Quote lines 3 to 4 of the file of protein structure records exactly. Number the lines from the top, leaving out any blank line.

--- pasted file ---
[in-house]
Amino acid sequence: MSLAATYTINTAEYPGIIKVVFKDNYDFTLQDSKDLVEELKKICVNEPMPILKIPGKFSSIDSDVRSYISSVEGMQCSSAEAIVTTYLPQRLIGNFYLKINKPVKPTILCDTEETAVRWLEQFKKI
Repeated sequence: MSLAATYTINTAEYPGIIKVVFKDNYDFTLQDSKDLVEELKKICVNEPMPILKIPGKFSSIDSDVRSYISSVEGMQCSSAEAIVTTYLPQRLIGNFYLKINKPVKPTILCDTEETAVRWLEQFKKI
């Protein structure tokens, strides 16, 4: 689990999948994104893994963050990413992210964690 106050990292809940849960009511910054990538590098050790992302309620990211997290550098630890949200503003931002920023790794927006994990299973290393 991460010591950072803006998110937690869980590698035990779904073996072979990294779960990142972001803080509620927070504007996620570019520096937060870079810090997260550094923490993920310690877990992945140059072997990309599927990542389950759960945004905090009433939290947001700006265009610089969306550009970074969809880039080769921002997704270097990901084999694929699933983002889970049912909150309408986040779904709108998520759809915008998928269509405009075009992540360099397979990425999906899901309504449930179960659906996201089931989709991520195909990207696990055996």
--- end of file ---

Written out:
Repeated sequence: MSLAATYTINTAEYPGIIKVVFKDNYDFTLQDSKDLVEELKKICVNEPMPILKIPGKFSSIDSDVRSYISSVEGMQCSSAEAIVTTYLPQRLIGNFYLKINKPVKPTILCDTEETAVRWLEQFKKI
């Protein structure tokens, strides 16, 4: 689990999948994104893994963050990413992210964690 106050990292809940849960009511910054990538590098050790992302309620990211997290550098630890949200503003931002920023790794927006994990299973290393 991460010591950072803006998110937690869980590698035990779904073996072979990294779960990142972001803080509620927070504007996620570019520096937060870079810090997260550094923490993920310690877990992945140059072997990309599927990542389950759960945004905090009433939290947001700006265009610089969306550009970074969809880039080769921002997704270097990901084999694929699933983002889970049912909150309408986040779904709108998520759809915008998928269509405009075009992540360099397979990425999906899901309504449930179960659906996201089931989709991520195909990207696990055996």